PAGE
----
Indian seamers have bowled well against New Zealand at Wellington © Getty Images
By Ajit Agarkar
A great start to the second Test and a fantastic fightback by India having struggled through most of the tour. A lot of credit goes to New Zealand for not changing the seaming nature of the wicket, and producing one that in all likelihood will get a result. They didn’t play safe, and try to hold onto the lead that they currently have and this can only be good for Test cricket. This also gives India a chance to level the series.
As has been the case historically, the wicket at Basin Reserve, Wellington, was lively and loaded in favour of the bowlers. Dhoni won the toss yet again, and when he chose to field, it was a no-brainer. It is one thing having made the decision, and another to execute the plans you have made for the opposition and in this instance, he would be delighted with the efforts of his bowlers on Day One.
It was once again the much criticised Ishant, who came up with the goods for India with his best figures in Tests. He was yet again ably supported by Shami who continues to impress with every outing. It could have been even better had India not made the basic errors of bowling no balls and letting the in-form batsman, Kane Williamson off twice. Having New Zealand six down for just 86, India would have fancied bowling them out for under 150. Some errors, and some poor bowling towards the end has given New Zealand a score they would have thought was not possible at lunch having been four down.
New Zealand were off to a steady start with 23 for no loss when Ishant stepped up for India. First he got rid off Hamish Rutherford with a snorter, followed by Peter Fulton and debutant Tom Latham. It was just consistent line and length that the Indians displayed in the second innings in Auckland that they have carried onto the second Test.
It was always going to be a difficult morning for the hosts, which only was made worse when their captain, McCullum drove straight to mid off. Anderson, Williamson, and some lower order batting got New Zealand close to 200 that gave them something to bowl at on a wicket that is going to remain a bowler-friendly one.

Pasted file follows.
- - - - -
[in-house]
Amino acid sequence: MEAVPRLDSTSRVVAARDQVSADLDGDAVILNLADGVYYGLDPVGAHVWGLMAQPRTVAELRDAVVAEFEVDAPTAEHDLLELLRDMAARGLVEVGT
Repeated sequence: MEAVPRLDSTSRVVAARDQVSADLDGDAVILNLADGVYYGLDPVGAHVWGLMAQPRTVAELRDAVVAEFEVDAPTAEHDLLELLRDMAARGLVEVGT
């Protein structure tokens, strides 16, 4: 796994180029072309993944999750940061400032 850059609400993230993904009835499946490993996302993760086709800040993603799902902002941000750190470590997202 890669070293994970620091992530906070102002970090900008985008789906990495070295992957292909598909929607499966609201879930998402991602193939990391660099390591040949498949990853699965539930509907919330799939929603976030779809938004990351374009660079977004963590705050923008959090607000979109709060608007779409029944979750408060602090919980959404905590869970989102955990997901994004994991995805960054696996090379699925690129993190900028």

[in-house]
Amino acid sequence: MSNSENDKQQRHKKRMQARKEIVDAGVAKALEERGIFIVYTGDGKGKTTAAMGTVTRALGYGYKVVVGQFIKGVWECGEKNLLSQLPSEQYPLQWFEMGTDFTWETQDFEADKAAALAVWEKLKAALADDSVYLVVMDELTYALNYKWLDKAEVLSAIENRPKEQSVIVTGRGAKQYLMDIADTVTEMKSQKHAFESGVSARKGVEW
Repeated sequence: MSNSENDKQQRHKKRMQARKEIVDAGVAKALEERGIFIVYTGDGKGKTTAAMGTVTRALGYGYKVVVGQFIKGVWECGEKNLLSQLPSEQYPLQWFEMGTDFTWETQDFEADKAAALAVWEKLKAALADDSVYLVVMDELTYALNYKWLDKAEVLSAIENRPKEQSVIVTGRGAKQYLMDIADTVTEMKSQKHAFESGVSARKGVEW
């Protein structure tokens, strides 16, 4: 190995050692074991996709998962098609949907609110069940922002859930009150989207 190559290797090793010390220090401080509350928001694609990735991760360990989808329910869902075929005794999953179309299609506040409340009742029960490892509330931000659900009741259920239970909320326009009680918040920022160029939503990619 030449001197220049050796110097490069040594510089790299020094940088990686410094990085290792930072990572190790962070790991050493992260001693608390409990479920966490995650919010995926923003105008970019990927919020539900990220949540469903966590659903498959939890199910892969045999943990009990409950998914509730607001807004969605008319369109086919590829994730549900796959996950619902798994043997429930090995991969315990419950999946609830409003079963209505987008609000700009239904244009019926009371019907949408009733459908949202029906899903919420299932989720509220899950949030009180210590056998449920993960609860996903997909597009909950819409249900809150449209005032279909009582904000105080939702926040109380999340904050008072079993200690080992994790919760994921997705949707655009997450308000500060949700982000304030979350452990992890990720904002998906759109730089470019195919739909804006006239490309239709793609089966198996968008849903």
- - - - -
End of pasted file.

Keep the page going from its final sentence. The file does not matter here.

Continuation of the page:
Sharing the day’s credits with Ishant is Shikhar Dhawan, who play beautifully to put India in a position of strength. What has been impressive about him is his determination and application shown during the two Tests. For someone who is a naturally aggressive player, he has been quick to adapt to the given situations in difficult conditions and change his game accordingly. India would hope that he carries on from where he left off because it is going to be challenging for a new batsman to bat on this wicket. It is imperative that India get a decent lead to continue the advantage they have managed to edge out at this stage.
It may be a cliche when I say that every session in a Test counts, and the fact remains that the morning session on Saturday could be one of the most important ones of this Test. India, slightly ahead at this point will have to drive home the advantage further to have a chance to put New Zealand under pressure, which they have seldom experienced during the past few weeks.
(Ajit Agarkar represented India in over 200 matches and took 349 wickets. The above column first appeared in DNA from where its reproduced with permission)